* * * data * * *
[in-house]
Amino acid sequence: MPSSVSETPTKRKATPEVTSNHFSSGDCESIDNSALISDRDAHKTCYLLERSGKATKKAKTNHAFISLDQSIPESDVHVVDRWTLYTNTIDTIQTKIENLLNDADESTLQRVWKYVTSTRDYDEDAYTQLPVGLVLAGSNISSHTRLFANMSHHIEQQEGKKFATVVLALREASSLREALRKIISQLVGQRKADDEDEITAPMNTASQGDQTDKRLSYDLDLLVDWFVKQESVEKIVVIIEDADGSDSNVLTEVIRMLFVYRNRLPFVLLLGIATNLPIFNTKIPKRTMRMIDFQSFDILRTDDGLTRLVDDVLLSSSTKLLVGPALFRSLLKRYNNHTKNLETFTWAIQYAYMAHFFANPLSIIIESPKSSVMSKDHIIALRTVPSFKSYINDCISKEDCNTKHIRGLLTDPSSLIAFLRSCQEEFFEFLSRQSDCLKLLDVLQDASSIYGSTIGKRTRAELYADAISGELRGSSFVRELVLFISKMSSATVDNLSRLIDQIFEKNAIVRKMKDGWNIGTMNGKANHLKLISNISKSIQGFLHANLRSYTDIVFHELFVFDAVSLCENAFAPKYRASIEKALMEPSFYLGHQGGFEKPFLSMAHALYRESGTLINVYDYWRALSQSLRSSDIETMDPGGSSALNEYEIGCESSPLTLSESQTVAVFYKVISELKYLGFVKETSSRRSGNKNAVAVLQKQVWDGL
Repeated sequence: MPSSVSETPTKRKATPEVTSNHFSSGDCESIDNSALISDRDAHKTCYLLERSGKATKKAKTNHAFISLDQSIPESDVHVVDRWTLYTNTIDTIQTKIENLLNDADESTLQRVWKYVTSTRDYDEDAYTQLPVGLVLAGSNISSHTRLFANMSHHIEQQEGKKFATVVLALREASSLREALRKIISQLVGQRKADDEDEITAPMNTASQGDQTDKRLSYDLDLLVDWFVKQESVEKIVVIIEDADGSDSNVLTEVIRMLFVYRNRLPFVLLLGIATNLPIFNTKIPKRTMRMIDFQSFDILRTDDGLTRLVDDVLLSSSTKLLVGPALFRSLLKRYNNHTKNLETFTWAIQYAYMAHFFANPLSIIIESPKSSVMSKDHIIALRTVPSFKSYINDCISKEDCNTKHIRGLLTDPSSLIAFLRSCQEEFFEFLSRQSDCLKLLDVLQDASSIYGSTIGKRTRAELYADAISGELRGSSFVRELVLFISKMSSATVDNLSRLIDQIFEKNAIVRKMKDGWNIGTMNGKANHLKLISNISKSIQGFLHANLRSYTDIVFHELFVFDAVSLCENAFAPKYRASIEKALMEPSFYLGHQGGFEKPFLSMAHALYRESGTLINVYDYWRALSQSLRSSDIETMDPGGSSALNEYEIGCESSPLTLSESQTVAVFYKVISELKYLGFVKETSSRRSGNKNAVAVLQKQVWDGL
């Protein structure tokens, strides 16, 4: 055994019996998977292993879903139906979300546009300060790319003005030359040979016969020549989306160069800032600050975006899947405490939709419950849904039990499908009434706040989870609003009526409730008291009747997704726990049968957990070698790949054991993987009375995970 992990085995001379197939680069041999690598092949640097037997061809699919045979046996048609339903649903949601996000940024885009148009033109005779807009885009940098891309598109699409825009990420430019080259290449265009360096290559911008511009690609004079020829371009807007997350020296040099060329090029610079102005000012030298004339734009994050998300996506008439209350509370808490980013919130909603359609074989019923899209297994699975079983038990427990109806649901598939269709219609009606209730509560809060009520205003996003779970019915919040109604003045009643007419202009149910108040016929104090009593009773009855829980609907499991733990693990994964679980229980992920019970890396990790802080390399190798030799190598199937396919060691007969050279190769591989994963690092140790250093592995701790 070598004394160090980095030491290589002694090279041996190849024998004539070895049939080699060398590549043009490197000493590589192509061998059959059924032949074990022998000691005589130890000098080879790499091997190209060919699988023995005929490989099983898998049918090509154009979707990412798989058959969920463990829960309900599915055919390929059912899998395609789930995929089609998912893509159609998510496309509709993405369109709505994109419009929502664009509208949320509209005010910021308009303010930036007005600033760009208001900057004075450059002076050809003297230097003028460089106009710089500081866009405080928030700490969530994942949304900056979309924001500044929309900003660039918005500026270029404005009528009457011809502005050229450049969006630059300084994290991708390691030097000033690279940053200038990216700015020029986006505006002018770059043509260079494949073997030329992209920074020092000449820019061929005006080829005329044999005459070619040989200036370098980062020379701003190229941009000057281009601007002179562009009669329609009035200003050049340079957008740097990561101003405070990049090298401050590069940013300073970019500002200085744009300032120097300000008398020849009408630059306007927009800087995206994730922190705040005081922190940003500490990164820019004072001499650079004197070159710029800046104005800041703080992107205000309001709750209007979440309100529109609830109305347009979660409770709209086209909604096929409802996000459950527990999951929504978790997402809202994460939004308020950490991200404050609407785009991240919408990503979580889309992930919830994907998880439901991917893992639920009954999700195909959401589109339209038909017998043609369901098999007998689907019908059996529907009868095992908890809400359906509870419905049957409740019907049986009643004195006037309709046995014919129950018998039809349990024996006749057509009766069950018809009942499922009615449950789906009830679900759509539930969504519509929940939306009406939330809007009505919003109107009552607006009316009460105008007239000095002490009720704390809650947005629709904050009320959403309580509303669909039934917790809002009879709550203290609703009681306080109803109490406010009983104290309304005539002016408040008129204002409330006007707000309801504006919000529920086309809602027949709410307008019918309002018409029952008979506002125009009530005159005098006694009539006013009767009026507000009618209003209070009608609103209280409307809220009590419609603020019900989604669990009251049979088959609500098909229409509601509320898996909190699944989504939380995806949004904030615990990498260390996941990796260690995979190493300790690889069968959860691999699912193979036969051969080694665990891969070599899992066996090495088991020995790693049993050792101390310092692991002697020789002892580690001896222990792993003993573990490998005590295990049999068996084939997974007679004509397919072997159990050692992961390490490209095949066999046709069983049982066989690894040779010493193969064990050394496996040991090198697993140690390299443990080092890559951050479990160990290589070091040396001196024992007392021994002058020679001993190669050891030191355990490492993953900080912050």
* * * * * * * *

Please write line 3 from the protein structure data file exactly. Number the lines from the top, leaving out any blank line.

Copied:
Repeated sequence: MPSSVSETPTKRKATPEVTSNHFSSGDCESIDNSALISDRDAHKTCYLLERSGKATKKAKTNHAFISLDQSIPESDVHVVDRWTLYTNTIDTIQTKIENLLNDADESTLQRVWKYVTSTRDYDEDAYTQLPVGLVLAGSNISSHTRLFANMSHHIEQQEGKKFATVVLALREASSLREALRKIISQLVGQRKADDEDEITAPMNTASQGDQTDKRLSYDLDLLVDWFVKQESVEKIVVIIEDADGSDSNVLTEVIRMLFVYRNRLPFVLLLGIATNLPIFNTKIPKRTMRMIDFQSFDILRTDDGLTRLVDDVLLSSSTKLLVGPALFRSLLKRYNNHTKNLETFTWAIQYAYMAHFFANPLSIIIESPKSSVMSKDHIIALRTVPSFKSYINDCISKEDCNTKHIRGLLTDPSSLIAFLRSCQEEFFEFLSRQSDCLKLLDVLQDASSIYGSTIGKRTRAELYADAISGELRGSSFVRELVLFISKMSSATVDNLSRLIDQIFEKNAIVRKMKDGWNIGTMNGKANHLKLISNISKSIQGFLHANLRSYTDIVFHELFVFDAVSLCENAFAPKYRASIEKALMEPSFYLGHQGGFEKPFLSMAHALYRESGTLINVYDYWRALSQSLRSSDIETMDPGGSSALNEYEIGCESSPLTLSESQTVAVFYKVISELKYLGFVKETSSRRSGNKNAVAVLQKQVWDGL